IPv6 implementations are converging towards the implementation of RFC 5722, which forbids overlapping fragments. This is a clear improvement over the IPv4 case, in which overlapping fragments are allowed, and hence insertion/evasion attack are harder to detect.

    In a similar way, IPv6 implementations are slowly converging towards the implementation of the improved processing of IPv6 atomic fragments specified in draft-ietf-6man-ipv6-atomic-fragments. The aforementioned improved processing is key to avoid a number of fragmentation-based attacks that would otherwise be more trivial to perform in IPv6 than in IPv4.

    It should be noted, however, that it will take time until some legacy implementations that implement neither RFC 5722 nor draft-ietf-6man-ipv6-atomic-fragments are phased out. Until that happens, those legacy implementations may still be subject to the similar insertion/evasion attacks than those that have traditionally been applied on IPv4 networks, and they may also be subject to some fragmentation-based attacks that could be performed in previously-unavailable ways.

    Wednesday, 21 December 2011

    DEEPSEC 2011 edition of our "Hacking IPv6 Networks" training

    Part of the materials used for the DEEPSEC 2011 edition of our "Hacking IPv6 Networks" training are now available on the SI6 Networks web site.

    The materials can be accessed here. Please stay tuned as new editions of our trainings are scheduled.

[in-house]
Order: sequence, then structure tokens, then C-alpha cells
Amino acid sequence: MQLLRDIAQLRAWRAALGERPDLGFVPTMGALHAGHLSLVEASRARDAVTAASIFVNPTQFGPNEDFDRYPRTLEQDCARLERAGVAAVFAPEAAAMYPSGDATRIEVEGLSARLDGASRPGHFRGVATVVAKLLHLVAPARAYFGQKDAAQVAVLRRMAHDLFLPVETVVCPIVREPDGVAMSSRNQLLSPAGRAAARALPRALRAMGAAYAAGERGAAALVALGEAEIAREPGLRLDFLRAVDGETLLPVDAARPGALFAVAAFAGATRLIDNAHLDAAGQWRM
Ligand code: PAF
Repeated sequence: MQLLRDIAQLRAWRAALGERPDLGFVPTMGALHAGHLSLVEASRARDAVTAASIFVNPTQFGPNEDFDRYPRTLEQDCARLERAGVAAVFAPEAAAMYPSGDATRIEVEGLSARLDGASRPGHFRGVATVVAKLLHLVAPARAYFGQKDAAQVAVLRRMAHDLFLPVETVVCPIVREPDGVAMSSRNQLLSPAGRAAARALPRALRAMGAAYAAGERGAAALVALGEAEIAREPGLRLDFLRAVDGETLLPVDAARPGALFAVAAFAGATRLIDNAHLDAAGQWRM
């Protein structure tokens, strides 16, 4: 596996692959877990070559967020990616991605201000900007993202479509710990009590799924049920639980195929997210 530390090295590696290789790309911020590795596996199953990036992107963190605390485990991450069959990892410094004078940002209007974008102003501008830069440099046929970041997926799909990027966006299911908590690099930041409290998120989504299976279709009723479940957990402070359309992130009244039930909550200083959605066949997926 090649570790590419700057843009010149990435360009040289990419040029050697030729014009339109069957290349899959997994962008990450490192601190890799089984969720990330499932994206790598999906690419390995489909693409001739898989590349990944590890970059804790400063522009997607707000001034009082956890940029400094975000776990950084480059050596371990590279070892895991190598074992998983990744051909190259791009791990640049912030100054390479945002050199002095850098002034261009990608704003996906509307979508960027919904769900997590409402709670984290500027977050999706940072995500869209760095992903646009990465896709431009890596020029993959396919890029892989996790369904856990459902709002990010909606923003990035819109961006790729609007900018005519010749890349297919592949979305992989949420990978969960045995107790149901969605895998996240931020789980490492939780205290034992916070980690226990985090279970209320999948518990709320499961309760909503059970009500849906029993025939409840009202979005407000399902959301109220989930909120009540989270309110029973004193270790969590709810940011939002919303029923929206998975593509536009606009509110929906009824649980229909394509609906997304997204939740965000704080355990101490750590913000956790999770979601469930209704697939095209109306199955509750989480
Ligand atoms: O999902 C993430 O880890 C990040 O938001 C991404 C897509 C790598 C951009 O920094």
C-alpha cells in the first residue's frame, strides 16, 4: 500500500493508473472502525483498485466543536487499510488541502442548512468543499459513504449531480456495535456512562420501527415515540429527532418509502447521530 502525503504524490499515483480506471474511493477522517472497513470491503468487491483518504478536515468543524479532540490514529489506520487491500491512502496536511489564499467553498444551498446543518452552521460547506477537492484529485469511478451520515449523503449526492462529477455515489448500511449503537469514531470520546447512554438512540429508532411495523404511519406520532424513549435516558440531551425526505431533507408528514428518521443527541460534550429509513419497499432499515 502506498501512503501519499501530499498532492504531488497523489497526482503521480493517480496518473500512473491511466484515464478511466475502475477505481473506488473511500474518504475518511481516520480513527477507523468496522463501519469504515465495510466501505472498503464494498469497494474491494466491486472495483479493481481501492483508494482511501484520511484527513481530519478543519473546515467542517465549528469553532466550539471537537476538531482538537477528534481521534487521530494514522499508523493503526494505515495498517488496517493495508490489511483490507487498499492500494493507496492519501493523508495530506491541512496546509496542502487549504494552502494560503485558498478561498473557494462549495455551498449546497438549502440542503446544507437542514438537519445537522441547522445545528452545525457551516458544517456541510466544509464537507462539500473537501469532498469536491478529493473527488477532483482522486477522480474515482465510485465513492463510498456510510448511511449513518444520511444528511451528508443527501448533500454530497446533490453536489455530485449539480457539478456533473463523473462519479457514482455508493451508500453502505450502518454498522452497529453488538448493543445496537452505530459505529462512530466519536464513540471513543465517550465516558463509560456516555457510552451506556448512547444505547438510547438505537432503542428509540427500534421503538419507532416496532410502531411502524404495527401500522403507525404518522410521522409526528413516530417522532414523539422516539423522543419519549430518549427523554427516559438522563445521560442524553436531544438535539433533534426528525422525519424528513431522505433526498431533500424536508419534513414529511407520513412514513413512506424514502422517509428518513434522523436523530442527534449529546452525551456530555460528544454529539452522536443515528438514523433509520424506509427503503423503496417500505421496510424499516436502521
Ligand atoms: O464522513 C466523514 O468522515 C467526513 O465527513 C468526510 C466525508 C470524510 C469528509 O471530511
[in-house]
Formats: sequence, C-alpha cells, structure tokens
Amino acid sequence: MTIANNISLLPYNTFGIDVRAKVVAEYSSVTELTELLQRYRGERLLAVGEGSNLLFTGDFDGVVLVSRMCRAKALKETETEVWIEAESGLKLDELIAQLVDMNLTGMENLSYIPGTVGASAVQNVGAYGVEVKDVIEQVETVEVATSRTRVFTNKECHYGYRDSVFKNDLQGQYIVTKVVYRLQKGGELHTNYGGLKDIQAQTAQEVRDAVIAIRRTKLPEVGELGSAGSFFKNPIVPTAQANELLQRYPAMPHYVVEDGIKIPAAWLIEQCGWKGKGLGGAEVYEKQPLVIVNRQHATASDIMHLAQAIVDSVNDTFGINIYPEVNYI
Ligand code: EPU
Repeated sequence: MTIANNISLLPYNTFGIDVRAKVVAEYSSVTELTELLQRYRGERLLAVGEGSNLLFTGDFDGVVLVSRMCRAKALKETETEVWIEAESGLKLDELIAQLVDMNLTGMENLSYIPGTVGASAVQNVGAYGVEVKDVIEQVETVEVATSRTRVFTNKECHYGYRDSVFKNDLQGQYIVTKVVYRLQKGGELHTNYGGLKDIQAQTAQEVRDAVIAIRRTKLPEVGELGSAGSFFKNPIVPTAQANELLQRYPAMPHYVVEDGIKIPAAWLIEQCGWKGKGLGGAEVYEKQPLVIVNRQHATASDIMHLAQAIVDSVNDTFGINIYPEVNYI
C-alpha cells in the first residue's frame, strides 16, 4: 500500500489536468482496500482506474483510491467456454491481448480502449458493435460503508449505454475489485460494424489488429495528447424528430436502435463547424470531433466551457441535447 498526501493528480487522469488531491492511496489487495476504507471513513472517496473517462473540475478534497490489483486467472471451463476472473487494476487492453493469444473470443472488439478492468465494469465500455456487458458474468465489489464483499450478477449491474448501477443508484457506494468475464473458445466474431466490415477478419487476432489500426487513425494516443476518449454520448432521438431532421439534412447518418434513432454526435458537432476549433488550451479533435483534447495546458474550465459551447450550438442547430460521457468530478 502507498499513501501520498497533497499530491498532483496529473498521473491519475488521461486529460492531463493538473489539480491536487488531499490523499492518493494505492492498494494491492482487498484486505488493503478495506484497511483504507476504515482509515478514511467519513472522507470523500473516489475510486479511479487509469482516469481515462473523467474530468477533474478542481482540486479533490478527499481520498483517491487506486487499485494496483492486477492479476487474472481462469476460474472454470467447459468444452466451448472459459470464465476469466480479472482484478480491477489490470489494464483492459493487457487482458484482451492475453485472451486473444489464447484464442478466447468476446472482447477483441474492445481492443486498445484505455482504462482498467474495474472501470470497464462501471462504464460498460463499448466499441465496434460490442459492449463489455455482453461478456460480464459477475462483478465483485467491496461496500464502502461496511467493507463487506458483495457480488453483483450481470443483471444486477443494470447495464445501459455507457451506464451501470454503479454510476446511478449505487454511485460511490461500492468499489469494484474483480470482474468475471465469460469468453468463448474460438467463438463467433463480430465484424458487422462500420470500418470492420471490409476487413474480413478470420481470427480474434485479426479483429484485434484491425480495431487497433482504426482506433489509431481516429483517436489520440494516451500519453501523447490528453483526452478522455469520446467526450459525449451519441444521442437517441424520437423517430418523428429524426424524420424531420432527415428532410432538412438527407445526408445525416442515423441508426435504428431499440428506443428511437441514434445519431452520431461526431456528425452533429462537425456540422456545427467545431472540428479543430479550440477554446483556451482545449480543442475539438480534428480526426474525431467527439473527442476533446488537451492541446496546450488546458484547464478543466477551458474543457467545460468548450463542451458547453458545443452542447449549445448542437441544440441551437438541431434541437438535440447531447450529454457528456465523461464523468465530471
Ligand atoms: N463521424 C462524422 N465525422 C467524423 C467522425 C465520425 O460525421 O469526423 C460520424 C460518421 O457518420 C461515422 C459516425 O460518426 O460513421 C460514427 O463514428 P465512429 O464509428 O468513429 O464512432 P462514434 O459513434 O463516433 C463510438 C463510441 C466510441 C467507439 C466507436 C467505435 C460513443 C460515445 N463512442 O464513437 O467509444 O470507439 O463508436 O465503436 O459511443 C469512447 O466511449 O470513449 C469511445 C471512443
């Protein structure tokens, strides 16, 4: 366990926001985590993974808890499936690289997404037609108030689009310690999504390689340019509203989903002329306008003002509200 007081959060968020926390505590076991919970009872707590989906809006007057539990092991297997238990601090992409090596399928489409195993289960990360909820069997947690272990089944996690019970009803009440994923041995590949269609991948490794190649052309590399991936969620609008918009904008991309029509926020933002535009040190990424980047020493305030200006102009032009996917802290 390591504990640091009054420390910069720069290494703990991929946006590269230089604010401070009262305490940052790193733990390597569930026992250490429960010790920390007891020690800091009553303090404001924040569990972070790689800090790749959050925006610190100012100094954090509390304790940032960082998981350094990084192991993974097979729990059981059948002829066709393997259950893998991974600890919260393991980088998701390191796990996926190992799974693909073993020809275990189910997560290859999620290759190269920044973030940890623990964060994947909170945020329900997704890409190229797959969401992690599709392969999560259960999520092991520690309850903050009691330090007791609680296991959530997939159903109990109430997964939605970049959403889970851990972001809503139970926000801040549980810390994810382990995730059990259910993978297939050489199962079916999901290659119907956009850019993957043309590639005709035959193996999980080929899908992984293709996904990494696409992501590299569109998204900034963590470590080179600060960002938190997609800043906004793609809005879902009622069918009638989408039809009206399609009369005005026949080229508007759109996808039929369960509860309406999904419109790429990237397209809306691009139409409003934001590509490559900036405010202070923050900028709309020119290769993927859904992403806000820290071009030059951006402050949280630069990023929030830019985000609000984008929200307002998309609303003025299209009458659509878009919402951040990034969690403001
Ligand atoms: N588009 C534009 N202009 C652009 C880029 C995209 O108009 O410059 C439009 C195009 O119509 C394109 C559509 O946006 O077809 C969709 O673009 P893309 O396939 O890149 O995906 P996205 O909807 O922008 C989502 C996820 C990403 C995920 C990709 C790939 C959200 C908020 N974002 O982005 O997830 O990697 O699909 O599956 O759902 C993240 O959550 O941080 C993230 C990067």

Saturday, 17 December 2011

    A Proposal for Generating Stable Privacy-Enhanced Addresses in IPv6

    IPv6 hosts typically configure their IPv6 addresses by means of a mechanism known as StateLess Address AutoConfiguration (SLAAC). In SLAAC, a local router announces an IPv6 prefix to be used for address configuration, and the local hosts generate their IPv6 addresses by concatenating an Interface ID to the announced IPv6 prefix. For network technologies such as Ethernet, the Interface ID basically consists of the MAC address of the corresponding network interface card.

    The aforementioned procedure typically results in stable addresses (i.e., the each interface card always gets the same IPv6 address). Such "stable" addresses are generally considered to simplify network management, since they simplify ACLs and logging. However, since IEEE identifiers are typically globally unique, the resulting IPv6 addresses can be leveraged to track and correlate the activity of a node, thus negatively affecting the privacy of users.
    When a host moves from one network to another, the IPv6 prefix will change, but the Interface Identifier will be constant (since the MAC address does not change). As a result, it becomes trivial to track and correlate the activities of a node.
    The "Privacy Extensions for Stateless Address Autoconfiguration in IPv6" (specified in RFC 4941) were introduced to mitigate the aforementioned problem, and basically result in temporary (and random) Interface Identifiers that are typically more difficult to leverage than those based on IEEE identifiers (e.g. Ethernet addresses). Such temporary addresses are generated in addition to the traditional autoconfiguration addresses (i.e., the stable addresses typically constructed with MAC addresses): the temporary addresses are employed for "outgoing" communications, while the stable addresses are used for performing "server" functions (i.e., receiving incoming connections).

    Temporary addresses can be challenging in a number of areas.  For example, from a network-management point of view, they tend to increase the complexity of enforcing access controls and event logging.  As a result, some organizations disable the use of privacy addresses even at the expense of reduced privacy.